Human papilloma virus (HPV) is responsible for the most frequent sexually transmitted disease of viral origin. There are more than one hundred thousand people infected around the world and this virus leads to 600,000 new cases of cervical cancer each year and tens of thousands of young people and adults with early-stage recurrent respiratory papillomatosis.
Since HPV was identified as one of the causes of cervical cancer, various prevention measures have been developed, making this a controlled disease. Here we are looking at the first possible case of eradicating a cancer, although there is still a long road ahead.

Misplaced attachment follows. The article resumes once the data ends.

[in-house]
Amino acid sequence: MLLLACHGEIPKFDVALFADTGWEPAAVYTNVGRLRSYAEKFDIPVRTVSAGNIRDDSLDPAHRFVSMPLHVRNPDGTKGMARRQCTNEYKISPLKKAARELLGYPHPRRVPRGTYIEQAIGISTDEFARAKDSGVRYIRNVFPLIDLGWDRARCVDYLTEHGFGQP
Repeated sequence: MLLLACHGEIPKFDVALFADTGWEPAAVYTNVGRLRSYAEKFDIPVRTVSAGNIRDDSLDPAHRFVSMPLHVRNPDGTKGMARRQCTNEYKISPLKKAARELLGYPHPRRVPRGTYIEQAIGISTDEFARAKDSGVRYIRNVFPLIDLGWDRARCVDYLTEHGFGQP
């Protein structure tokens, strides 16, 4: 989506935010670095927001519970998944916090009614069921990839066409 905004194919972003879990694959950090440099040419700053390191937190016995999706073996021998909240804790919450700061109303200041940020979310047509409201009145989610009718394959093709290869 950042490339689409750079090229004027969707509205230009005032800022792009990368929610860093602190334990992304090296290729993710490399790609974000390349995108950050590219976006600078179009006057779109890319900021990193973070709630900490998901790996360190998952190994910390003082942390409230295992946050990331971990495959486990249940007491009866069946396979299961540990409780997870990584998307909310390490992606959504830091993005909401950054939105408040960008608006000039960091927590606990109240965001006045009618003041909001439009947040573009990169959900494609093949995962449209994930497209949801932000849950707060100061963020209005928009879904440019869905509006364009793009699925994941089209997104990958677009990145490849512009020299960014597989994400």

During these workshops, a multidisciplinary team from the field of HPV and cancer will discuss the complex factors that may affect the introduction of HPV vaccines and will design strategies to prevent cervical and other cancers related to the human papilloma virus.
The debates will feature researchers and professionals from various disciplines of science and medicine, including public health, virology, oncology, immunology, cell and molecular biology, and vaccine development. Experts and opinion leaders in health policy from key regions like Sub-Saharan Africa, Eastern Europe, the Middle East and Israel will also participate.